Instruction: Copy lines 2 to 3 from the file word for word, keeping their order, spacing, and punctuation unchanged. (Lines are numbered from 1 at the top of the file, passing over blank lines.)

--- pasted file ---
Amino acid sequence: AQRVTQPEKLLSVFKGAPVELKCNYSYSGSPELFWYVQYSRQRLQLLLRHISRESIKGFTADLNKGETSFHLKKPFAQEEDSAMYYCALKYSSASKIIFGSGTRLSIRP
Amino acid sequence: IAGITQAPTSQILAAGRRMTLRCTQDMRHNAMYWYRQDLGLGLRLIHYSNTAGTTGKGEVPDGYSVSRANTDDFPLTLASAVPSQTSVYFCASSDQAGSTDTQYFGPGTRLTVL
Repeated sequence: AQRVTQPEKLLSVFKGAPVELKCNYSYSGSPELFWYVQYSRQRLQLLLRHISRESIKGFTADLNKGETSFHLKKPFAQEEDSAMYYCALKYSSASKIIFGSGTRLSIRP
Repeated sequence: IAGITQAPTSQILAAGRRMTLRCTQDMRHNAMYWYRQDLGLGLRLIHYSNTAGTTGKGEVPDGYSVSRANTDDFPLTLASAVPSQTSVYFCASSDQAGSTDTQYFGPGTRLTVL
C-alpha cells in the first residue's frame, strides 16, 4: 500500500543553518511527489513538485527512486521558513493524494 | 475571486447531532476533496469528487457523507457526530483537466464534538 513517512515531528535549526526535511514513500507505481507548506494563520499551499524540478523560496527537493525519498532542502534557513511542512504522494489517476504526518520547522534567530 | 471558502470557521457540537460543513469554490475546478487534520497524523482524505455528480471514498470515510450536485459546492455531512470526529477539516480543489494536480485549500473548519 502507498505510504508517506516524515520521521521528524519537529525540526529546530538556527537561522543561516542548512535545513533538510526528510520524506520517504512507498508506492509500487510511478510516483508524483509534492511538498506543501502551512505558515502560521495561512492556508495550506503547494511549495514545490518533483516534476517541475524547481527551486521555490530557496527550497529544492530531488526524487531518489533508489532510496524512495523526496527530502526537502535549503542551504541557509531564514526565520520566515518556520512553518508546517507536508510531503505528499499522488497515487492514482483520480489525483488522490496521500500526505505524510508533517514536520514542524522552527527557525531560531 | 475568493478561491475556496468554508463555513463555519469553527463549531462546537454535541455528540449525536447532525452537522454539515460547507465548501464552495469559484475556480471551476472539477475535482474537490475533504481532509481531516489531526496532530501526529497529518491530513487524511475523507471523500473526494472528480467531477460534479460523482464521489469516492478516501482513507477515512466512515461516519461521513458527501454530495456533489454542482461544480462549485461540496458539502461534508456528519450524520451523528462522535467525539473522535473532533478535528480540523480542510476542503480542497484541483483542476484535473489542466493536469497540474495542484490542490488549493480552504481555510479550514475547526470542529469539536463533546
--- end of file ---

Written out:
Amino acid sequence: IAGITQAPTSQILAAGRRMTLRCTQDMRHNAMYWYRQDLGLGLRLIHYSNTAGTTGKGEVPDGYSVSRANTDDFPLTLASAVPSQTSVYFCASSDQAGSTDTQYFGPGTRLTVL
Repeated sequence: AQRVTQPEKLLSVFKGAPVELKCNYSYSGSPELFWYVQYSRQRLQLLLRHISRESIKGFTADLNKGETSFHLKKPFAQEEDSAMYYCALKYSSASKIIFGSGTRLSIRP